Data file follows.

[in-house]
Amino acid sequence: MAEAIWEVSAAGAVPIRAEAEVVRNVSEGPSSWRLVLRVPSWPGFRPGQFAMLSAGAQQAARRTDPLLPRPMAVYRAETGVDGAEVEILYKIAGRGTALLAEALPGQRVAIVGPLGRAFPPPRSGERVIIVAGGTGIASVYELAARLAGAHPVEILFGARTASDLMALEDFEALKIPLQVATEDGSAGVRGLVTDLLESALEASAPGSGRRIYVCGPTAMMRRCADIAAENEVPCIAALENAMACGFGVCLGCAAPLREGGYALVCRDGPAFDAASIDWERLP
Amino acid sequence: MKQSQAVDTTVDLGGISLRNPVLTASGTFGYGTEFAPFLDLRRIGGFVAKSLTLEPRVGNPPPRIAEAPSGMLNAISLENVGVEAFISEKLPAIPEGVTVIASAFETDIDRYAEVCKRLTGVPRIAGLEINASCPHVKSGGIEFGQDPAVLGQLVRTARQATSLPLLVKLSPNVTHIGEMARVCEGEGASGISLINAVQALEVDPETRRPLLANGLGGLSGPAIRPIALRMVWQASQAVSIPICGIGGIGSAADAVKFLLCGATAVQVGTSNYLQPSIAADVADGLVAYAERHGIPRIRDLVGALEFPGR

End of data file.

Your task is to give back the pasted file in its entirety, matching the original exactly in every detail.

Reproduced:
[in-house]
Amino acid sequence: MAEAIWEVSAAGAVPIRAEAEVVRNVSEGPSSWRLVLRVPSWPGFRPGQFAMLSAGAQQAARRTDPLLPRPMAVYRAETGVDGAEVEILYKIAGRGTALLAEALPGQRVAIVGPLGRAFPPPRSGERVIIVAGGTGIASVYELAARLAGAHPVEILFGARTASDLMALEDFEALKIPLQVATEDGSAGVRGLVTDLLESALEASAPGSGRRIYVCGPTAMMRRCADIAAENEVPCIAALENAMACGFGVCLGCAAPLREGGYALVCRDGPAFDAASIDWERLP
Amino acid sequence: MKQSQAVDTTVDLGGISLRNPVLTASGTFGYGTEFAPFLDLRRIGGFVAKSLTLEPRVGNPPPRIAEAPSGMLNAISLENVGVEAFISEKLPAIPEGVTVIASAFETDIDRYAEVCKRLTGVPRIAGLEINASCPHVKSGGIEFGQDPAVLGQLVRTARQATSLPLLVKLSPNVTHIGEMARVCEGEGASGISLINAVQALEVDPETRRPLLANGLGGLSGPAIRPIALRMVWQASQAVSIPICGIGGIGSAADAVKFLLCGATAVQVGTSNYLQPSIAADVADGLVAYAERHGIPRIRDLVGALEFPGR